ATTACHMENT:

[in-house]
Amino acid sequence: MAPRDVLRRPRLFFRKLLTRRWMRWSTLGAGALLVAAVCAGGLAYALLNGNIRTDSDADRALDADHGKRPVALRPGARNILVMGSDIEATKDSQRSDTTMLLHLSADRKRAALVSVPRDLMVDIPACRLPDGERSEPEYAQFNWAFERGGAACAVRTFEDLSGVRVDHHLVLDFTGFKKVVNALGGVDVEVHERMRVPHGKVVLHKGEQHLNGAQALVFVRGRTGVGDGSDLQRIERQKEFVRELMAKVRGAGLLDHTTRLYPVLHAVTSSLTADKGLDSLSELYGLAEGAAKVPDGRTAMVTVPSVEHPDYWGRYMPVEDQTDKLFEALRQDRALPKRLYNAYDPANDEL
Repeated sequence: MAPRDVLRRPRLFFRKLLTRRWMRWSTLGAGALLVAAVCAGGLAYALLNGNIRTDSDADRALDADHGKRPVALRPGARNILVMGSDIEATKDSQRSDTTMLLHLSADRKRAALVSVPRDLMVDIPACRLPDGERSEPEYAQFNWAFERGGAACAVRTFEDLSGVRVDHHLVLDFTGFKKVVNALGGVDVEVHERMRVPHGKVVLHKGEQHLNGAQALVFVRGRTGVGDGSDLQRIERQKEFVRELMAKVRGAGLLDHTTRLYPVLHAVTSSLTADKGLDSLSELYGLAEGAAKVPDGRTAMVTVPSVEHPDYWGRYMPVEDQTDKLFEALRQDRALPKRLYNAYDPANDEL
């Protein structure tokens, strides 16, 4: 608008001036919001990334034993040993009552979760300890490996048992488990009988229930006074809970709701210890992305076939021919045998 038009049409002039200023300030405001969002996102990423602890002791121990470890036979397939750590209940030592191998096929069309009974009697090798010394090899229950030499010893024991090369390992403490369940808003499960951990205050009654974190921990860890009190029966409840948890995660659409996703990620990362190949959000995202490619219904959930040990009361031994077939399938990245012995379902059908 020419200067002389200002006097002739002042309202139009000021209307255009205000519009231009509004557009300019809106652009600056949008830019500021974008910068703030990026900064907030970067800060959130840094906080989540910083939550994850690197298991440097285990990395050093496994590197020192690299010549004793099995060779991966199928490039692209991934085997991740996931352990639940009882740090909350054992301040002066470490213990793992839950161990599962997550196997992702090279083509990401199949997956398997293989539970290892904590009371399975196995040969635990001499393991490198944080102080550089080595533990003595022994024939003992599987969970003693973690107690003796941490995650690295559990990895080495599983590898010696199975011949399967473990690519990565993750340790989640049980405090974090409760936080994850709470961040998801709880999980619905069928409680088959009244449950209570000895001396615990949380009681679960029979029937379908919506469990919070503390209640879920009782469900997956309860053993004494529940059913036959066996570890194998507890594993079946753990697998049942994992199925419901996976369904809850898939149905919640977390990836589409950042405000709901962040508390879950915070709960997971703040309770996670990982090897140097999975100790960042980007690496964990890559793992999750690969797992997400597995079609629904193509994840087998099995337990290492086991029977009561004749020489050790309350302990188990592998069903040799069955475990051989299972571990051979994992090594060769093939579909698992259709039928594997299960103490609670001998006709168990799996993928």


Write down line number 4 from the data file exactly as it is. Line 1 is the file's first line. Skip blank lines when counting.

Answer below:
């Protein structure tokens, strides 16, 4: 608008001036919001990334034993040993009552979760300890490996048992488990009988229930006074809970709701210890992305076939021919045998 038009049409002039200023300030405001969002996102990423602890002791121990470890036979397939750590209940030592191998096929069309009974009697090798010394090899229950030499010893024991090369390992403490369940808003499960951990205050009654974190921990860890009190029966409840948890995660659409996703990620990362190949959000995202490619219904959930040990009361031994077939399938990245012995379902059908 020419200067002389200002006097002739002042309202139009000021209307255009205000519009231009509004557009300019809106652009600056949008830019500021974008910068703030990026900064907030970067800060959130840094906080989540910083939550994850690197298991440097285990990395050093496994590197020192690299010549004793099995060779991966199928490039692209991934085997991740996931352990639940009882740090909350054992301040002066470490213990793992839950161990599962997550196997992702090279083509990401199949997956398997293989539970290892904590009371399975196995040969635990001499393991490198944080102080550089080595533990003595022994024939003992599987969970003693973690107690003796941490995650690295559990990895080495599983590898010696199975011949399967473990690519990565993750340790989640049980405090974090409760936080994850709470961040998801709880999980619905069928409680088959009244449950209570000895001396615990949380009681679960029979029937379908919506469990919070503390209640879920009782469900997956309860053993004494529940059913036959066996570890194998507890594993079946753990697998049942994992199925419901996976369904809850898939149905919640977390990836589409950042405000709901962040508390879950915070709960997971703040309770996670990982090897140097999975100790960042980007690496964990890559793992999750690969797992997400597995079609629904193509994840087998099995337990290492086991029977009561004749020489050790309350302990188990592998069903040799069955475990051989299972571990051979994992090594060769093939579909698992259709039928594997299960103490609670001998006709168990799996993928």